Henry was by this time utterly weary of his Polish crown, and sighed for the voluptuous pleasures of Paris.  The Poles were not willing that their king should leave the realm, as it might lead to civil war in the choice of a successor.  Henry was compelled to resort to stratagem to effect his escape.  A large and splendid party was invited to the palace.  A wilderness of rooms, brilliantly illuminated, were thrown open to the guests.  Masked dancers walked the floor in every variety of costume.  Wine and wassail filled the halls with revelry.  When all were absorbed in music and mirth, the king, by a private passage, stole from the palace, and mounting a swift horse, which was awaiting him in the court-yard, accompanied by two or three friends, commenced his flight from his crown and his Polish throne.  Through the long hours of the night they pressed their horses to their utmost speed, and when the morning dawned, obtaining fresh steeds, they hurried on their way, tarrying not for refreshment or repose until they had passed the frontiers of the kingdom.  Henry was afraid to take the direct route through the Protestant states of Germany, for the Massacre of St. Bartholomew was still bitterly remembered.  He therefore took a circuitous route through Italy, and arrived at Venice in August.  In sunny Italy he lingered for some time, surrendering himself to every enervating indulgence, and even bartering the fortresses of France to purchase the luxuries in the midst of which he was reveling.  At last, sated with guilty pleasure, he languidly turned his steps toward Paris.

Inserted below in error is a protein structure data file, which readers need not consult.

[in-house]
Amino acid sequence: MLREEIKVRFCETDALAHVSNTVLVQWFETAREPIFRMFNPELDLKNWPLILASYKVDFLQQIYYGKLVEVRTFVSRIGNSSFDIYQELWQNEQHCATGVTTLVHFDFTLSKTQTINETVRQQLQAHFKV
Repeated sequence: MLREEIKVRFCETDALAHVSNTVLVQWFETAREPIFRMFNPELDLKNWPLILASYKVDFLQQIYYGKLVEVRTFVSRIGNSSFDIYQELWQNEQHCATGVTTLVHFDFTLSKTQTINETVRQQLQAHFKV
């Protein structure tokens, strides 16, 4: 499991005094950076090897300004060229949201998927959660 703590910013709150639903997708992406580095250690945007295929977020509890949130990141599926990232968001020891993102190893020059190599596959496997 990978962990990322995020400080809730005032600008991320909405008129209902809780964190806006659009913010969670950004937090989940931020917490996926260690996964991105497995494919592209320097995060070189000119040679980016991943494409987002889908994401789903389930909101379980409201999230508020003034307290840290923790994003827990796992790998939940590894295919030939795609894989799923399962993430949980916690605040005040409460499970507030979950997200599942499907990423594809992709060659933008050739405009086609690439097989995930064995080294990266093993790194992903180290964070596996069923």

There were now three Henrys, who had been companions in childhood, who were at the head of the three rival houses of Valois, of Bourbon, and of Guise.  One of these was King of France.  One was King of Navarre.  But Henry of Guise was, in wealth and in the attachment of the Catholic population of France, superior to either.  The war which ensued is sometimes called The War of the three Henrys.